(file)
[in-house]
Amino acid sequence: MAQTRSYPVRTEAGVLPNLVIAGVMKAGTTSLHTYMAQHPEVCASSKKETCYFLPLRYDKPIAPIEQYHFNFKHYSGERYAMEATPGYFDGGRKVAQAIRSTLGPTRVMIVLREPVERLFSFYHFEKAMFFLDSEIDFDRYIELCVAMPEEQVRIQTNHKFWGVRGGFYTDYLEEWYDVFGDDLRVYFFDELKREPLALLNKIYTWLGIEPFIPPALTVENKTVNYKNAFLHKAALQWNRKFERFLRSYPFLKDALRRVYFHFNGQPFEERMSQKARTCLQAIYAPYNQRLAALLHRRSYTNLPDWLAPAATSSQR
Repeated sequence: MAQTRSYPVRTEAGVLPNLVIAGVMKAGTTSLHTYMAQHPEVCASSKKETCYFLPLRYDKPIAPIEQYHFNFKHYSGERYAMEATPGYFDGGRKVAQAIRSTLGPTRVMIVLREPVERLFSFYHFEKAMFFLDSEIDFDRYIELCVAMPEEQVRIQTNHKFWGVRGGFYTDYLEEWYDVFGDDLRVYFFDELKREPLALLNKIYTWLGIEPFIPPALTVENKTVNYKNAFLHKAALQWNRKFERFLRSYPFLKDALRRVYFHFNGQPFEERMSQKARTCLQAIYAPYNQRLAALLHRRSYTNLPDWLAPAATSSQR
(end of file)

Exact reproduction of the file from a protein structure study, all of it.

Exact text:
[in-house]
Amino acid sequence: MAQTRSYPVRTEAGVLPNLVIAGVMKAGTTSLHTYMAQHPEVCASSKKETCYFLPLRYDKPIAPIEQYHFNFKHYSGERYAMEATPGYFDGGRKVAQAIRSTLGPTRVMIVLREPVERLFSFYHFEKAMFFLDSEIDFDRYIELCVAMPEEQVRIQTNHKFWGVRGGFYTDYLEEWYDVFGDDLRVYFFDELKREPLALLNKIYTWLGIEPFIPPALTVENKTVNYKNAFLHKAALQWNRKFERFLRSYPFLKDALRRVYFHFNGQPFEERMSQKARTCLQAIYAPYNQRLAALLHRRSYTNLPDWLAPAATSSQR
Repeated sequence: MAQTRSYPVRTEAGVLPNLVIAGVMKAGTTSLHTYMAQHPEVCASSKKETCYFLPLRYDKPIAPIEQYHFNFKHYSGERYAMEATPGYFDGGRKVAQAIRSTLGPTRVMIVLREPVERLFSFYHFEKAMFFLDSEIDFDRYIELCVAMPEEQVRIQTNHKFWGVRGGFYTDYLEEWYDVFGDDLRVYFFDELKREPLALLNKIYTWLGIEPFIPPALTVENKTVNYKNAFLHKAALQWNRKFERFLRSYPFLKDALRRVYFHFNGQPFEERMSQKARTCLQAIYAPYNQRLAALLHRRSYTNLPDWLAPAATSSQR